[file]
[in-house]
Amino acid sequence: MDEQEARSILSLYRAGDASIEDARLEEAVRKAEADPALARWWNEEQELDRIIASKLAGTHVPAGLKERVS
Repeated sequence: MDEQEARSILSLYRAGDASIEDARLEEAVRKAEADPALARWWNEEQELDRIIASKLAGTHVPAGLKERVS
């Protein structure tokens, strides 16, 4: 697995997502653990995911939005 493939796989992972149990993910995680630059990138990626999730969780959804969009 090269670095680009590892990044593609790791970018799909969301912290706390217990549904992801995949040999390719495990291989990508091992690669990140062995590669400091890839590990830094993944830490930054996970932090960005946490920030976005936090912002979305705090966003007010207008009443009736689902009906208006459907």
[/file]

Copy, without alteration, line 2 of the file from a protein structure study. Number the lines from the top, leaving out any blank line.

Amino acid sequence: MDEQEARSILSLYRAGDASIEDARLEEAVRKAEADPALARWWNEEQELDRIIASKLAGTHVPAGLKERVS